Skip to main content

Occupational Pension Schemes (Governance and Registration) (Amendment) Regulations 2022

Volume 823: debated on Tuesday 12 July 2022

Considered in Grand Committee

Moved by

That the Grand Committee do consider the Occupational Pension Schemes (Governance and Registration) (Amendment) Regulations 2022.

Relevant document: 6th Report from the Secondary Legislation Scrutiny Committee

My Lords, I am pleased to introduce this instrument, which brings into pension law various duties of trustees of defined benefit and defined contribution occupational pension schemes relating to the appointment of fiduciary managers and the use and performance review of investment consultants. These duties will replace those currently set out in an order made by the Competition and Markets Authority, the CMA, in 2019 following an investigation into competition in the relevant markets. Compliance with these duties will now be overseen by the Pensions Regulator instead of the CMA.

These regulations contribute to the Government’s objective of improving pension schemes’ administration and governance standards, transparency and decision-making, which will in turn drive better outcomes for the millions of hard-working savers in occupational pension schemes now and for years to come. I am satisfied that the regulations are compatible with the European Convention on Human Rights.

These regulations bring into pension legislation the obligations on trustees of occupational trust-based pension schemes contained in the CMA’s order in relation to the provision of investment consultancy and fiduciary management services. Before setting out more about what the regulations do, it is worth explaining the background to how they have come about.

In simple terms, investment consultancy is the provision of advice to trustees on investment strategy and related matters. Fiduciary management involves the delegation of some investment decisions by trustees to advisers alongside providing advice on investment-related matters. The use of these services has grown over the last decade. The complexity of investments, lack of investment knowledge and challenge of managing defined benefit scheme liabilities has led to an increased dependence on both services. Good investment is a key element in any well-run pension scheme. Trustees are responsible for investment governance and are accountable for any investment decisions taken. They also have a duty to consider proper advice and act in the best financial interests of beneficiaries.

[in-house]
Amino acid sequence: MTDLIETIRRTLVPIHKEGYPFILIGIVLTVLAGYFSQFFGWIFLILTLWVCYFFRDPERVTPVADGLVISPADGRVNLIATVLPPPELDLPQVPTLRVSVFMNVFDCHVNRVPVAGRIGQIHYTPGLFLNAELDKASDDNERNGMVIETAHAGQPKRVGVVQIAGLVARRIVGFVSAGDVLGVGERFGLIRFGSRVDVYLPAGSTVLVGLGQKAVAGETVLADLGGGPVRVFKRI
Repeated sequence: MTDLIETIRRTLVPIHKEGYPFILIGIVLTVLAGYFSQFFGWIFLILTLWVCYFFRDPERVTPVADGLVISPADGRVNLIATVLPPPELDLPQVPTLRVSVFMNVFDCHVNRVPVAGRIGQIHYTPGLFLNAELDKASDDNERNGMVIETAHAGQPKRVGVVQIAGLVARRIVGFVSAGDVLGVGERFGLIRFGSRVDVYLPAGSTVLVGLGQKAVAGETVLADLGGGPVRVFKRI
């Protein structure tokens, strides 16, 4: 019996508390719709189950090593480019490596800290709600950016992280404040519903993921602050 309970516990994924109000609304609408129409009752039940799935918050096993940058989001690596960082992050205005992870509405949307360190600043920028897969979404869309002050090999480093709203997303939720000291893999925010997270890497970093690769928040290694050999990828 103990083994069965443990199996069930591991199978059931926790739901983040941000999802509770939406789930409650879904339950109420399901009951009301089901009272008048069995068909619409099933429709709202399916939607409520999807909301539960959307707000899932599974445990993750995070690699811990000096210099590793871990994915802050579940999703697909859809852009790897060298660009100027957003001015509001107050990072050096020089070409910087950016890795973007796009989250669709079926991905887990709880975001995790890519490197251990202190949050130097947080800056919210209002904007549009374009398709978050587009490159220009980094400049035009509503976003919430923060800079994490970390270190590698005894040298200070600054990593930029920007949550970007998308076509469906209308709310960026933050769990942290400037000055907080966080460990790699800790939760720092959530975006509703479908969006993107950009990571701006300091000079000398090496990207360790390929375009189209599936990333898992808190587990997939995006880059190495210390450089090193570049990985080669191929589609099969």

In December 2018, the CMA, following a referral by the Financial Conduct Authority, published its report on its market investigation into the supply and acquisition of investment consultancy and fiduciary management services to and by various investors and employers. The CMA found that among pension schemes there was a low level of engagement by trustees and a lack of clear and comparable information on which to assess value for money.

Sitting suspended for a Division in the House.

The CMA found among pension schemes that there was a low level of engagement by trustees and a lack of clear and comparable information on which to assess value for money. Trustees were being steered by consultants towards their own higher-cost fiduciary management services, giving them an incumbency advantage. Ultimately, trustees were more likely to pay higher prices for these services than they should. Overall, the CMA found that this was having an adverse effect on competition for these services and likely bringing financial detriment for employer sponsors of defined benefit pension schemes and savers in defined contribution pension schemes.

It is important to note that both services were said to influence decisions affecting pension scheme assets worth over £1.6 trillion and the retirement incomes of millions of people. Any negative impact on scheme outcomes will be significant, and will accumulate and compound over the long term in which pension assets are invested. The CMA’s report proposed recommendations and remedies to encourage better trustee engagement when buying services, and better disclosure of fees and performance. The CMA made it clear that some of these remedies would be implemented by an order. That order was made in June 2019 and came into effect later that year.

The CMA also recommended that the Department for Work and Pensions take forward legislation to bring into pensions legislation the provisions of the order for two specific remedies: first, the requirement to carry out a competitive tender in certain circumstances before appointing, or continuing to use, a fiduciary manager; and secondly, the requirement to set objectives for, and review the performance of, investment consultants appointed by the trustees.